Tornadoes that form over water are called waterspouts. But tornadoes cover a much smaller area than hurricanes, which form over oceans.

Tornadoes can be measured using wind speed information from Doppler radar systems. Tornadoes usually travel in a northeasterly direction, but they have been known to move in any direction. The average forward speed is about 50 kilometers an hour. But they can have a forward speed of up to 115 kilometers an hour. Or they may not move in any direction.

In the United States, the force of a tornado is judged by the damage to structures. Scientists inspect the damage before they estimate the severity of a tornado. They measure tornadoes on the Enhanced Fujita, or EF, scale.

Ted Fujita was a weather expert who developed a system to rate tornados in the 1970s. The EF scale involves wind estimates based on levels of damage to 28 different kinds of structures and other objects. Tornadoes that cause only light damage are called an EF-zero. Those with the highest winds that destroy well-built homes and throw vehicles great distances are called an EF-five.

Some people make a sport out of watching and following tornadoes. They are called tornado chasers or storm chasers. Their work can be seen in the extreme weather videos that are popular on television and the Internet.

Some chasers do it just because it is their idea of fun. Others do it to help document storms and warn the public. Still others are part of weather research teams.
A few years ago, an international team of scientists completed a tornado research project called VORTEX2. More than 100 researchers traveled throughout America’s Great Plains in 2009 and 2010. They used weather measurement instruments to collect scientific information about the life of a tornado. The goal of the project was to examine in detail how tornadoes are formed and the kinds of damage they cause.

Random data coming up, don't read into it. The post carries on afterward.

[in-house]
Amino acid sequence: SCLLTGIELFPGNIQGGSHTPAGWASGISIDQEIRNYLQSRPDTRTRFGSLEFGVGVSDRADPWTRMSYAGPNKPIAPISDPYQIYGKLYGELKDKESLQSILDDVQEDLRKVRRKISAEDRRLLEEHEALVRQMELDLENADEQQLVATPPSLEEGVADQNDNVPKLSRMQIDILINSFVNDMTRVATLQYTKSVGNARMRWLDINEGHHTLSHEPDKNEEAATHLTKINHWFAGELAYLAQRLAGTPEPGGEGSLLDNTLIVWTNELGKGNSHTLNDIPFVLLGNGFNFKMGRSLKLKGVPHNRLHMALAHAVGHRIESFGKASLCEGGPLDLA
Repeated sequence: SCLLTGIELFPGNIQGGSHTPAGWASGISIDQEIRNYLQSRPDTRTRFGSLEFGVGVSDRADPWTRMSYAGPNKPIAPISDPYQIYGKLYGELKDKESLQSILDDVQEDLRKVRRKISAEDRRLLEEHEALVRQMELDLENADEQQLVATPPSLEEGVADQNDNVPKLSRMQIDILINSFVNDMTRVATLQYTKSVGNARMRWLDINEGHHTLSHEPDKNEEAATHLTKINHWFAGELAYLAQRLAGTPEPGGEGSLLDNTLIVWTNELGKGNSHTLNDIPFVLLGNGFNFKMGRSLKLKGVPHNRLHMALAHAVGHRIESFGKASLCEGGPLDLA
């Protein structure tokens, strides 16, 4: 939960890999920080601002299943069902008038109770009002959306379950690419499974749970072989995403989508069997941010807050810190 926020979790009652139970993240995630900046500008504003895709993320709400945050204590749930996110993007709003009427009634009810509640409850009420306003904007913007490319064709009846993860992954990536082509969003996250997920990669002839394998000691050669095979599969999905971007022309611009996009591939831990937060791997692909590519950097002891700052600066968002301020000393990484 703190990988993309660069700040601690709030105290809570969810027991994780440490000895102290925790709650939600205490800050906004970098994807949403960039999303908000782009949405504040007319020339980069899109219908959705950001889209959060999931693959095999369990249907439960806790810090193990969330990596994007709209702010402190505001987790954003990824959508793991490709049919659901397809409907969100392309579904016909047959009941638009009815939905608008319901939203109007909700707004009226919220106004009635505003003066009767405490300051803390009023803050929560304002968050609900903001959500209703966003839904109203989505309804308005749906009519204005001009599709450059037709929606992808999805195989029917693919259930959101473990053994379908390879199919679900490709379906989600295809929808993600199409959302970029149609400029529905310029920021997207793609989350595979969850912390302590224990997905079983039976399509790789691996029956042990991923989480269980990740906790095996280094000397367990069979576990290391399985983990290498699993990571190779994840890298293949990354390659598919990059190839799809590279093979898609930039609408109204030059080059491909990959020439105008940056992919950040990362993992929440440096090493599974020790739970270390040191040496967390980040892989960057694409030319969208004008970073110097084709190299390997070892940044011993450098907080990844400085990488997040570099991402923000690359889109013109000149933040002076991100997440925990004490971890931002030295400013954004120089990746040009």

A film about the VORTEX2 project was released in 2011. The film includes never before seen images of tornadoes.

The National Weather Service says the United States gets more severe weather than any other country. For one thing, the United States is also bigger than many countries. It also has many different kinds of conditions that create many different kinds of weather.

There are seacoasts and deserts, flatlands and mountains. The West Coast is along the Pacific Ocean, which is relatively calm. The East Coast is along the Atlantic Ocean, which is known for its hurricanes. These strike mainly the southeastern states.

This Science in the News was written by George Grow. June Simms was our producer. I'm Faith Lapidus

And I'm Bob Doughty. Join us again next week for more news about science on the Voice of America.